By Cal Braid
Week five kicked off with a stinkfest that set the NFL back 50 years, and those of us who were duped into watching it felt like we were watching a train derailment rather than a sporting event. One was inclined to think that Gumby and Mr. Potato Head could have quarterbacked the Colts-Broncos game better than Matt Ryan and Russell Wilson did. Ryan’s passes looked like a man trying to shot-put a watermelon, and Wilson’s big play of the game required the services of not one, but two receivers who made a simultaneous catch. Literally. Believing that this was a case of two stingy defences at their best is like believing that the umbrella is the thing keeping you dry on a sunny day. It’s the lack of rain, not the umbrella.
The Broncos offence has looked awful. They beat the Texans 16-9 and the 49ers 11-10 for their two wins. Luckily, they’re not at rock bottom. The Broncos have scored 75 points in five games, but that’s not the league low. The low belongs to—you guessed it—the Colts! They’ve scored 69 points. Rather than rehashing what you’ve already heard from the talking heads and internet trolls, let’s have a little history lesson. Before beginning, let’s project what the Broncos and Colts are ‘on pace’ for. We use the term ‘on pace’ in jest because you’ve undoubtedly heard some big mouth on a major network say something like this: “He’s on pace for 99 TDs and 9,900 yards this season.” ‘On pace’ is a joke because pace never stays static. It’s valleys and peaks. Having said that, Denver is on pace for 255 points this season, or 15 per game. Indy is on pace for 236 points, or about 14 per game. Using the points per game average, we looked back to see if our initial statement—that the Colts-Broncos game ‘set the NFL back 50 years’—was actually accurate or just hyperbole. Well, here you go, the lowest and highest-scoring teams of all time.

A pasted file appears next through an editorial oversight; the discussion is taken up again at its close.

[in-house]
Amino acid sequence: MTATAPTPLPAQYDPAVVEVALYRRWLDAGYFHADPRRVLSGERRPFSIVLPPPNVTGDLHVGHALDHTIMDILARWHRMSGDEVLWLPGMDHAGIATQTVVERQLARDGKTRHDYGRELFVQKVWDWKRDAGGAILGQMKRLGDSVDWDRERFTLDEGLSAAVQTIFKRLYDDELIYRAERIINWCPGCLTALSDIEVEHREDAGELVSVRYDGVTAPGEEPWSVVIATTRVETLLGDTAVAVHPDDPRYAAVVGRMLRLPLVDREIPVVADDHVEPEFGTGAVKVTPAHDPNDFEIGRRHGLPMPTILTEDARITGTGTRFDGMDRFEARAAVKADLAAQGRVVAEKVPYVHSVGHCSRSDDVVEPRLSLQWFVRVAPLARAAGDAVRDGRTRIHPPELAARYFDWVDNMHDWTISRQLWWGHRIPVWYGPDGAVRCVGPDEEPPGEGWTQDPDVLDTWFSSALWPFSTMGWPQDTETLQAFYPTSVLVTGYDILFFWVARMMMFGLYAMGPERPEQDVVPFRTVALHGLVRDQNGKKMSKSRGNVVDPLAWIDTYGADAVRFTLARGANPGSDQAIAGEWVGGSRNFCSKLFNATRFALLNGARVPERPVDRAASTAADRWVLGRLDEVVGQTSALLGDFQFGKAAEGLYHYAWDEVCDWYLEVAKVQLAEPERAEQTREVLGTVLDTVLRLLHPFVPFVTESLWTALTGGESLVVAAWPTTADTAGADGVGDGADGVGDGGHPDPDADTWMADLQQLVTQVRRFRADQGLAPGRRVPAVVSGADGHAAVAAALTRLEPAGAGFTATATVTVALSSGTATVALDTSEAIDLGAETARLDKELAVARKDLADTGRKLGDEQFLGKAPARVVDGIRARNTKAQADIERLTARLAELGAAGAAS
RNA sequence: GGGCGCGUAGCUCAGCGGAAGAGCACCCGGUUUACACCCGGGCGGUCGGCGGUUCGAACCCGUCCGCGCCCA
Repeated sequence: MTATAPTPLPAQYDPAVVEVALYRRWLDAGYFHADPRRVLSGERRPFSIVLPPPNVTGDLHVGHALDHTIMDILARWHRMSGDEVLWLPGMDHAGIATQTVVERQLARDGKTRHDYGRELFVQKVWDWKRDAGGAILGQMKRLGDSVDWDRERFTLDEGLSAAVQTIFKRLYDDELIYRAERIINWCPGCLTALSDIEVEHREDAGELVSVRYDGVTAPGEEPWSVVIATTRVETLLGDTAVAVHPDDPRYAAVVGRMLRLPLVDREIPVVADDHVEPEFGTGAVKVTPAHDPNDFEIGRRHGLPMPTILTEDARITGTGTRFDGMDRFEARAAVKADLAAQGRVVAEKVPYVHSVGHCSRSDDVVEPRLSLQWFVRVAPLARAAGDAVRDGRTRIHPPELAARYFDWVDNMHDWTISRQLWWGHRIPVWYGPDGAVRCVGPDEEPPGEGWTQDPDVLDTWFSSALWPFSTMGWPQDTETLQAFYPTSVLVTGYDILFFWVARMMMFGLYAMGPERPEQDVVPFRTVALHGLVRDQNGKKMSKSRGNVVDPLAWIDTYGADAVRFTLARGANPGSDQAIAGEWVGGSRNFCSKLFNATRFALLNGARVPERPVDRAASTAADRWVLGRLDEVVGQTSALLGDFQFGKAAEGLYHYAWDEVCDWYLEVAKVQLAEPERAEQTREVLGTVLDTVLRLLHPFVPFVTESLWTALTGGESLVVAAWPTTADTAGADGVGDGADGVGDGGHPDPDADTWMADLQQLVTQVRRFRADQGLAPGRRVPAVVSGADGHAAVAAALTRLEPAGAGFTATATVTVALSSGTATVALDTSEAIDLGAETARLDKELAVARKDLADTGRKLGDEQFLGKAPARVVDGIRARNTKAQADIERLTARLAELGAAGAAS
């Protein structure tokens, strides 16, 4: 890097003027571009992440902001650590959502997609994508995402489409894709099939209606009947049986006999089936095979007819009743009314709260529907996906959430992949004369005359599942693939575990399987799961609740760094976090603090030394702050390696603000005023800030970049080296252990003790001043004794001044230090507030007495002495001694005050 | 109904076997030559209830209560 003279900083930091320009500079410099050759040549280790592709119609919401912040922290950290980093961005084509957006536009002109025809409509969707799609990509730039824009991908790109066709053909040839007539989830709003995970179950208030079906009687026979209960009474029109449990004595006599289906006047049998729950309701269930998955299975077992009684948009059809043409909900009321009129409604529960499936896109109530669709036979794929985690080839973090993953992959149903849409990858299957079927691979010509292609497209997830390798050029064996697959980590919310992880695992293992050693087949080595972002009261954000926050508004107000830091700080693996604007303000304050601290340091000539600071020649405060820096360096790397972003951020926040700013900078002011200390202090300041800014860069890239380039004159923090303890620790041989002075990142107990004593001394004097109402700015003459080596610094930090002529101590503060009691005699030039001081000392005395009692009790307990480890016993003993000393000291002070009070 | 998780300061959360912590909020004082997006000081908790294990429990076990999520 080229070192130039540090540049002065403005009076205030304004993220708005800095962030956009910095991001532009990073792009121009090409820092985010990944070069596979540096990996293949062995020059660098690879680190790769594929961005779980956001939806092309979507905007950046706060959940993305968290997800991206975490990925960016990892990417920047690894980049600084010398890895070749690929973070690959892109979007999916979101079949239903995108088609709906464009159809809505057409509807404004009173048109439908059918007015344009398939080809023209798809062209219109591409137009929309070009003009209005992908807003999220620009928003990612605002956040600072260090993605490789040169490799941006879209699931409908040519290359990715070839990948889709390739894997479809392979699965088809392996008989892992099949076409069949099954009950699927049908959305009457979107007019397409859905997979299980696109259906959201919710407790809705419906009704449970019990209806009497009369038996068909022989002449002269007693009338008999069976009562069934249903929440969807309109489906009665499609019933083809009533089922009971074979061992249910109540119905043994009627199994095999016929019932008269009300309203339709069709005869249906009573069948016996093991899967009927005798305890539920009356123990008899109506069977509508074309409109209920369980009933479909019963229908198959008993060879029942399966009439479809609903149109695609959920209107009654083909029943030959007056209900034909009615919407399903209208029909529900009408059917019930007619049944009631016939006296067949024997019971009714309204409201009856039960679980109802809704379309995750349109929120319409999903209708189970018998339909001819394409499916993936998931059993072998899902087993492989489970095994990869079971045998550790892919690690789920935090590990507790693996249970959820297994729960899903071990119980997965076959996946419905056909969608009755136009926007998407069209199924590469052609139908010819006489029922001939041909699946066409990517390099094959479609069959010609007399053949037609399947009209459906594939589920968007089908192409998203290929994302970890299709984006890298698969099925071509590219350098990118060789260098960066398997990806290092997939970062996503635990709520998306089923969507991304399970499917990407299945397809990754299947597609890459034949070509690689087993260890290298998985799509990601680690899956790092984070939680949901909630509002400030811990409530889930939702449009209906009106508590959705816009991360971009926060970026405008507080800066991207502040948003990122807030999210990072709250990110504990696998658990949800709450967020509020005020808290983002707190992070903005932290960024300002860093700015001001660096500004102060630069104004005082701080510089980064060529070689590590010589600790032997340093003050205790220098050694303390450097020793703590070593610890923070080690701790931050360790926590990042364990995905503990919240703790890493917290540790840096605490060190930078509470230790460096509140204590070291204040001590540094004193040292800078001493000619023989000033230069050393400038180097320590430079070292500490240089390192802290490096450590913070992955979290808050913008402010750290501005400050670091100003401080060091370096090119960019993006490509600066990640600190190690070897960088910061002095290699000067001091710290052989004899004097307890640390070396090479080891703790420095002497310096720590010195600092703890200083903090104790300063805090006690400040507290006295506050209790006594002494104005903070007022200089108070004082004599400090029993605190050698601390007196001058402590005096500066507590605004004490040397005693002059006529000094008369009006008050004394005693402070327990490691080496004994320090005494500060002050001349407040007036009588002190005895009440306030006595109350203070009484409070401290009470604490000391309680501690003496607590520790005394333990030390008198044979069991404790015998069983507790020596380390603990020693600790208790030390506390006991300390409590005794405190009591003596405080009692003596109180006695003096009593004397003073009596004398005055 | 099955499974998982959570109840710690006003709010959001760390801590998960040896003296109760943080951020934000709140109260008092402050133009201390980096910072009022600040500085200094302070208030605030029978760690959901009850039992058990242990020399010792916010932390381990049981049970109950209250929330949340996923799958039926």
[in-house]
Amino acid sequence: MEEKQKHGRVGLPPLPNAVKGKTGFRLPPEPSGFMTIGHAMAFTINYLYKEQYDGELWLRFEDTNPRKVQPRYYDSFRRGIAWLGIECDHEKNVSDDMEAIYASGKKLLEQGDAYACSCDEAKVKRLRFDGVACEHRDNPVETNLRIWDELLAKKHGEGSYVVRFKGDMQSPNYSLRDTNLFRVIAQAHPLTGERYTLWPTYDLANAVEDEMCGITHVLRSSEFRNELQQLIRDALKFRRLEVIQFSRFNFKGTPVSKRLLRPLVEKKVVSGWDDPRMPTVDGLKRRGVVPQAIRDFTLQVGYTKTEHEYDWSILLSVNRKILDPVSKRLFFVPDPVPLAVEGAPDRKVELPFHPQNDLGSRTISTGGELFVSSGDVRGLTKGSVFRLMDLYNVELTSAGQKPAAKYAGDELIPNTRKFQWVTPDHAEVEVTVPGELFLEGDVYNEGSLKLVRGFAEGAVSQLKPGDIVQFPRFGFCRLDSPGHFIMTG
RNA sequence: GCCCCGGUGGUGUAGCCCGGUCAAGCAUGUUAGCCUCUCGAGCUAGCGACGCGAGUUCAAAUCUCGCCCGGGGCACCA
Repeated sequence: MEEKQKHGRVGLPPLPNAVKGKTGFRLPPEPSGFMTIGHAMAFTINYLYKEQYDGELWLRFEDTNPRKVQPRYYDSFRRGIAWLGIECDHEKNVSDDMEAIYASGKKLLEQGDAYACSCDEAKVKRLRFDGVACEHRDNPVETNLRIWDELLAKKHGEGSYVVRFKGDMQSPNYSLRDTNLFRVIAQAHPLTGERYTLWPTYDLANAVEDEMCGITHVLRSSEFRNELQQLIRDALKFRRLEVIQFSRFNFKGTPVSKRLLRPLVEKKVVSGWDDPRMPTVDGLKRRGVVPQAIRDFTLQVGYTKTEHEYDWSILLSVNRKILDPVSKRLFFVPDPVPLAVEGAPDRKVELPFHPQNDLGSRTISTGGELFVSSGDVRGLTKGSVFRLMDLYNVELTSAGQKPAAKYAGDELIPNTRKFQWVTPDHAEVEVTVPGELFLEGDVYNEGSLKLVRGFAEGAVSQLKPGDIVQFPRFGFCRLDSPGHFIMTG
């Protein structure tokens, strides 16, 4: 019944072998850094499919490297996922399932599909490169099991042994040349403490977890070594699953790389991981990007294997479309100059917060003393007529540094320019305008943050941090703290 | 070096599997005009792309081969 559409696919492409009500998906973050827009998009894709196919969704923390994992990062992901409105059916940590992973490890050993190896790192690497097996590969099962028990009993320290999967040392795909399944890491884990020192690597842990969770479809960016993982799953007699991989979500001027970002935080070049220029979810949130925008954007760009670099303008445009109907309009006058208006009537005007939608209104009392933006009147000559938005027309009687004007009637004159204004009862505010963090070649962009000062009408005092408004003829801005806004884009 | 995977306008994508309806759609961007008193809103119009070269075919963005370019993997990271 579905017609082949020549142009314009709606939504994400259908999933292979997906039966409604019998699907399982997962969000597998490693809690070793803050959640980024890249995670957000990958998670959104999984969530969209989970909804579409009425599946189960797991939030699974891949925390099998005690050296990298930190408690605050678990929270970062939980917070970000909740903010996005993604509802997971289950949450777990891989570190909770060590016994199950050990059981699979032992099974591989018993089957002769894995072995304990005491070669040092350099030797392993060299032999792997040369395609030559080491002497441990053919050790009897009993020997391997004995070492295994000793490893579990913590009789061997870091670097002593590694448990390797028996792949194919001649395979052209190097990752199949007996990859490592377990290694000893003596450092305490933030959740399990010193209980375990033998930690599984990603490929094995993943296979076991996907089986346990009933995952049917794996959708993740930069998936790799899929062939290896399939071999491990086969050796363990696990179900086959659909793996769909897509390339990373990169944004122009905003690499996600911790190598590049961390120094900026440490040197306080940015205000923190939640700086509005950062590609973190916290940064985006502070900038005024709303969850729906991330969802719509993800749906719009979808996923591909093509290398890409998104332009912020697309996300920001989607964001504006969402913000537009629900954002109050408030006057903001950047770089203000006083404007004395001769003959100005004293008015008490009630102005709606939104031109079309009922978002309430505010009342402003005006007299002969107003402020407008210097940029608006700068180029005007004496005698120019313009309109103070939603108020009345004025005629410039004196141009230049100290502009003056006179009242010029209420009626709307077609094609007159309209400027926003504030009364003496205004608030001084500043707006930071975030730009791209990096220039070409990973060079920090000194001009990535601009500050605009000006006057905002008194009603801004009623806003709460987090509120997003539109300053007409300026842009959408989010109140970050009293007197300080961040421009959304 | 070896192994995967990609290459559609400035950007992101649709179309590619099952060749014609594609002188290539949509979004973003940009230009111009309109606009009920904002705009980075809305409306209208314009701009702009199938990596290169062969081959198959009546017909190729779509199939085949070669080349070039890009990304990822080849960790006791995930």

Offence – points per game (PPG)
Worst PPG Best PPG
Tampa Bay 1977 7.4 Denver 2013 37.8
Atlanta 1974 7.9 N.E. 2007 36.5
Seattle 1992 8.8 Kansas City 2018 35.3
Tampa Bay 1976 8.9 Green Bay 2011 35.0
Indianapolis 1991 8.9 New England 2012 34.8
Would you believe that no team in either column won the Super Bowl in any of those years? Using points-per-game averages, it’s irrelevant that up until 1978 the league was playing a 14-game regular season, then a 16-game season until 2021, and now they play a 17-game season. So, if we think that these 2022 Broncos and Colts have anaemic offences, we’d be correct—by modern and historical standards—because 45 years ago, it was a different game. The rules have changed to allow offences to thrive if they’re any good at thriving.
No one’s on pace to go 0-17 this year, and no one’s on pace to score 7.4 points per game. However, the Eagles are on pace to go 17-0, Russell Wilson is on pace to make $49 million, and Tom Brady is still on pace to turn 46 next year.